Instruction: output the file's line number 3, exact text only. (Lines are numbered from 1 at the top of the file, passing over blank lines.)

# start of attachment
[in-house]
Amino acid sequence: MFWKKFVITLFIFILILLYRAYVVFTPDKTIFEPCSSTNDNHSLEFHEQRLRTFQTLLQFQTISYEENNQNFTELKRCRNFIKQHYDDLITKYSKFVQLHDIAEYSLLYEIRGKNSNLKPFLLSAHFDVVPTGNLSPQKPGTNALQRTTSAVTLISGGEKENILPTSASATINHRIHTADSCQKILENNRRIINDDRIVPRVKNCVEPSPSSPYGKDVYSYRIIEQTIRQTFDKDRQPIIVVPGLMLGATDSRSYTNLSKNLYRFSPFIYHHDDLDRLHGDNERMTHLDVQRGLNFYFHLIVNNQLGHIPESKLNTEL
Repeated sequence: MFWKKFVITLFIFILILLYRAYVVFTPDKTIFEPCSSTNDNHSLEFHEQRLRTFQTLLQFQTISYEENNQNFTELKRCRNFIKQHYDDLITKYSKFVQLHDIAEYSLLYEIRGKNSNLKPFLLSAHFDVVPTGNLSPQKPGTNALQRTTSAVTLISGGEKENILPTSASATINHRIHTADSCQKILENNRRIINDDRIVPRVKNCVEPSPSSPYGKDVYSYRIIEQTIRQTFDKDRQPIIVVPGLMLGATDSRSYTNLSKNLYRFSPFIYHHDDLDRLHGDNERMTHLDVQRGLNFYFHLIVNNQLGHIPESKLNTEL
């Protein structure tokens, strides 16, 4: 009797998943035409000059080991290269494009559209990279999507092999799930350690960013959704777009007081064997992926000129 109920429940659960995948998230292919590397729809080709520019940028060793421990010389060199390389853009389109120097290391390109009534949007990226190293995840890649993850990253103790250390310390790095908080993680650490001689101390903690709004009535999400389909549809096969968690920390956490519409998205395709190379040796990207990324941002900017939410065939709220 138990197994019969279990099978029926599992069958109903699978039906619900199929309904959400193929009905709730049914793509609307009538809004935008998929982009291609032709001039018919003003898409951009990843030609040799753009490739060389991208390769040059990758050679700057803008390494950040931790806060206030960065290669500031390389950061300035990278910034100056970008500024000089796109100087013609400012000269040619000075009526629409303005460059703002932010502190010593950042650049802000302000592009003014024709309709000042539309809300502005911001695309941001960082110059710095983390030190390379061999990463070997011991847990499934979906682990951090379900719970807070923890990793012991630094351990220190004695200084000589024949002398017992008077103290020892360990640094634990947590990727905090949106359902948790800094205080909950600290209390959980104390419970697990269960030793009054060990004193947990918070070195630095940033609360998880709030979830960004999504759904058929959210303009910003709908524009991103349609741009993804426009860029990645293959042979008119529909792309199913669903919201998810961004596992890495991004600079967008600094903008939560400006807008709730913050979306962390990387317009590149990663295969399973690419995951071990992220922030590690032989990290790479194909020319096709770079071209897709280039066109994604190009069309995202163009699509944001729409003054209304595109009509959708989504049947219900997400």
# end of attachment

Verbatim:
Repeated sequence: MFWKKFVITLFIFILILLYRAYVVFTPDKTIFEPCSSTNDNHSLEFHEQRLRTFQTLLQFQTISYEENNQNFTELKRCRNFIKQHYDDLITKYSKFVQLHDIAEYSLLYEIRGKNSNLKPFLLSAHFDVVPTGNLSPQKPGTNALQRTTSAVTLISGGEKENILPTSASATINHRIHTADSCQKILENNRRIINDDRIVPRVKNCVEPSPSSPYGKDVYSYRIIEQTIRQTFDKDRQPIIVVPGLMLGATDSRSYTNLSKNLYRFSPFIYHHDDLDRLHGDNERMTHLDVQRGLNFYFHLIVNNQLGHIPESKLNTEL